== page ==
Cabo San Lucas on the southern tip of Baja California is one of the most lauded beach getaways in the Western Hemisphere. Famed for its nonstop nightlife, its heaven-minted sands, and rugged coastal scenery—including the famous pale sea arch called Land’s End—this hub at the meeting-ground of the Pacific Ocean and the Sea of Cortez (Gulf of California) is also a prime jumping-off point for outdoors people, given the rich recreational pickings both above and below the water.
Here we’ll review some of the chief outdoor activities this Los Cabos city has to offer in its sun-splashed hinterland. As lively as the bars and clubs of Cabo San Lucas surely are, the real magic here lies in the glorious land- and seascape, where desert mountains tumble down to tropical waters teeming with undersea life. If you’re interested information on hotels and flights to Cabo San Lucas, check out TripAdvisor – it’s a great resource to help you book your trip.
Diving & Snorkeling
The gorgeous topside scenery of Cabo San Lucas is merely a prelude to its submarine glories. This is an absolutely legendary hub for scuba diving, with popular dive sites in the protected waters of the Cabo San Lucas Marine Park just a short boat ride from the city’s harbor. At Pelican Rock, for instance, you can admire snappers, parrotfish, puffers, moray eels, angelfish, and seahorses while marveling at the renowned sandfalls, where sand churns and cascades down reef crevices like water plunging down a cliff chute. Diving off Land’s End, you may just find yourself investigated by some of the sea lions that haul out there as you watch for fast-moving schools of eagle rays and barracuda.
Snorkeling sites abound, too, including at Pelican Rock, Santa Maria Cove, and Lover’s Beach (the waters of which can be a bit challenging for weaker swimmers).
Farther north up the Sea of Cortez coast, meanwhile, Cabo Pulmo National Park offers standout snorkeling and diving on the northernmost coral reef on North America’s Pacific coast.
There’s nothing like seeing a many-ton leviathan plowing through the Baja swells to humble you on your Cabo San Lucas idyll—and to set all those (admittedly pleasant) beachside cocktails and DJ-curated dance parties in their proper context. Particularly in winter, Los Cabos becomes a fantastic place for whale-watching in both the open Pacific and the Sea of Cortez.
Eastern Pacific gray whales migrate down to the coastal lagoons of Baja California to give birth, the first typically arriving in December. Mothers and calves have mostly commenced their northward journey by April, following the bulls, calf-less cows, and subadults that left earlier for summertime feeding waters off Alaska. This yearly round ranks among the great mammalian migrations on the planet, and getting the opportunity to view wintering grays in the waters off the peninsula is a special privilege. You may spot these barnacle-splotched giants on any winter boat excursion, but your best chances come aboard whale-watching charters.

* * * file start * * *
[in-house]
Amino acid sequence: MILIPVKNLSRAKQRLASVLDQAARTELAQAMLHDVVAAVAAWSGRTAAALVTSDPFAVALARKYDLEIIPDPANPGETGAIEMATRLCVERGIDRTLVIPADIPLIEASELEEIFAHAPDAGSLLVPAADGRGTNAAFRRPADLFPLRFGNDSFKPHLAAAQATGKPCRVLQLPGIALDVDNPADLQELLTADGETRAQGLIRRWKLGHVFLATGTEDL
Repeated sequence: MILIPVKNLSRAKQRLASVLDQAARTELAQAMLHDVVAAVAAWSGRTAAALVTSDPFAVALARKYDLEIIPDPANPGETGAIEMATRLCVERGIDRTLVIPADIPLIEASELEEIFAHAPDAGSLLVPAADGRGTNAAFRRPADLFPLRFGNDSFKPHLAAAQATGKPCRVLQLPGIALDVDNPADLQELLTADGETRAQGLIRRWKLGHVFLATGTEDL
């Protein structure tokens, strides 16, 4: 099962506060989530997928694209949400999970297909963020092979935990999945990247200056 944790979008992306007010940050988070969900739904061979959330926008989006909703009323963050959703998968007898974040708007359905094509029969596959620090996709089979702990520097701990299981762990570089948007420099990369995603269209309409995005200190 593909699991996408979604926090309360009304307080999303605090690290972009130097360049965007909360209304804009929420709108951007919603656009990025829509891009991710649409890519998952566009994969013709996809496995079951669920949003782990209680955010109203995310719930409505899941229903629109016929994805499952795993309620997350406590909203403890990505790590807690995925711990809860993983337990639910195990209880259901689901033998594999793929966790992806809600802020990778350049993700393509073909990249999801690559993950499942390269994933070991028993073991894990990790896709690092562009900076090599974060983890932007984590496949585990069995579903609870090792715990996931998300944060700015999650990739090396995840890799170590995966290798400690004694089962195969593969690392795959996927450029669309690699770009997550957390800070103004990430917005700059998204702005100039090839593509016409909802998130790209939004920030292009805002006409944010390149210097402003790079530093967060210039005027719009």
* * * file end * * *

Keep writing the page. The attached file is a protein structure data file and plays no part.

And it’s not only gray whales you’ll be keeping your eyes out for. Some North Pacific humpback whales also make their own Alaska-to-Baja migration for winter calving. These rorqual whales are easily distinguished from the grays by their darker bodies and much longer pectoral flippers, which resemble huge gull wings. Humpbacks are also more acrobatic than grays—actually, they’re more acrobatic than any other baleen whale, commonly heaving their bodies out of the water in stunning breaches and slapping the surface with their pectorals or—in the spectacular display called “lobtailing”—their flukes.
Other baleen whales sometimes glimpsed by lucky whale-watchers off Cabo San Lucas include the biggest of all, the blue, as well as its close relatives the sei, fin, and Bryde’s whales. Among the toothed whales, meanwhile, dolphins are always a possibility, while orcas and huge-headed sperm whales are rarer sights.
Other Water-Based Fun
Given that Cabo San Lucas is one of the world’s great fun-in-the-sun destinations, it’s little surprise watersports fanatics have one blissful playground here. Year-round surfing, parasailing, windsurfing—you name it, Cabo’s got it.
Sportfishing is another popular pastime here. Anglers cast for such quarry as marlin, sailfish, yellowfin tuna, wahoo, and dorado (mahimahi).
A lot of Cabo San Lucas visitors are content to scratch their hiking itch with long strolls along the beach—and there’s certainly nothing wrong with that—but adventurous types might consider setting their sights inland. The Sierra de la Laguna, which anchor a biosphere reserve, form the rugged and biologically rich backbone of Baja California’s southernmost toe; they’re the southernmost of the Peninsular Ranges that begin in Southern California, part of the essentially uninterrupted belt of coastal hills and mountains fronting North America’s Pacific margin.
Whether you’re tackling an independent adventure or joining a guided trek into the Sierra de la Laguna, you’ll experience their fantastic ecological richness, their far-reaching views, and their delicious wildness. The ecosystem spectrum’s amazing, ranging from the cactus gardens of the desert foothills and palm oases in canyon bottoms through mid-elevation tropical dry forests to the pine-oak woodlands swaddling the high ridges and peaks. Keep an eye out for puma tracks in the sandy washes.
So explore Cabo’s spectacular beaches and fun-loving resort energy, for sure, but spare some time for adventures farther afield. Whether you’re pitching a tent under a flawless night sky in the Sierra de la Laguna, watching a humpback breach at sunset, or gaping at sharks and rays and sandfalls in the warm Pacific, this place easily gets into your blood.